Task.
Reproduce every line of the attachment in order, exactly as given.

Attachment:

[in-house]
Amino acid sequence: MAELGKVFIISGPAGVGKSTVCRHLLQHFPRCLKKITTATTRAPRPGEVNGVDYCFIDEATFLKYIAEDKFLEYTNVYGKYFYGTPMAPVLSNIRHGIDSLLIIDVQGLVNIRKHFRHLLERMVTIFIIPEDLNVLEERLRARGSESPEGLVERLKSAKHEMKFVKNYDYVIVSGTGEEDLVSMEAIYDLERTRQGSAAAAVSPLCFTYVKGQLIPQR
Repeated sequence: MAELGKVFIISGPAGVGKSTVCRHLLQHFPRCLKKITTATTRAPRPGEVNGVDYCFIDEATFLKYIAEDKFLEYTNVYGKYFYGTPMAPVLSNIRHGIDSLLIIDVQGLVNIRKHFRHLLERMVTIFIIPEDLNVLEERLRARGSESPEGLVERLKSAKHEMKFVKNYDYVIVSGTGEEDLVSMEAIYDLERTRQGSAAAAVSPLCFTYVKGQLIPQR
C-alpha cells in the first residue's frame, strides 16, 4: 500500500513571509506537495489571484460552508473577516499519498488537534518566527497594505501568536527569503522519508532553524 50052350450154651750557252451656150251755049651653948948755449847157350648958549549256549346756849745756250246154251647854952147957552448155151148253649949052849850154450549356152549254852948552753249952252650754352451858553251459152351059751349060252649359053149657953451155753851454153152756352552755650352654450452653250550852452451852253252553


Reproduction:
[in-house]
Amino acid sequence: MAELGKVFIISGPAGVGKSTVCRHLLQHFPRCLKKITTATTRAPRPGEVNGVDYCFIDEATFLKYIAEDKFLEYTNVYGKYFYGTPMAPVLSNIRHGIDSLLIIDVQGLVNIRKHFRHLLERMVTIFIIPEDLNVLEERLRARGSESPEGLVERLKSAKHEMKFVKNYDYVIVSGTGEEDLVSMEAIYDLERTRQGSAAAAVSPLCFTYVKGQLIPQR
Repeated sequence: MAELGKVFIISGPAGVGKSTVCRHLLQHFPRCLKKITTATTRAPRPGEVNGVDYCFIDEATFLKYIAEDKFLEYTNVYGKYFYGTPMAPVLSNIRHGIDSLLIIDVQGLVNIRKHFRHLLERMVTIFIIPEDLNVLEERLRARGSESPEGLVERLKSAKHEMKFVKNYDYVIVSGTGEEDLVSMEAIYDLERTRQGSAAAAVSPLCFTYVKGQLIPQR
C-alpha cells in the first residue's frame, strides 16, 4: 500500500513571509506537495489571484460552508473577516499519498488537534518566527497594505501568536527569503522519508532553524 50052350450154651750557252451656150251755049651653948948755449847157350648958549549256549346756849745756250246154251647854952147957552448155151148253649949052849850154450549356152549254852948552753249952252650754352451858553251459152351059751349060252649359053149657953451155753851454153152756352552755650352654450452653250550852452451852253252553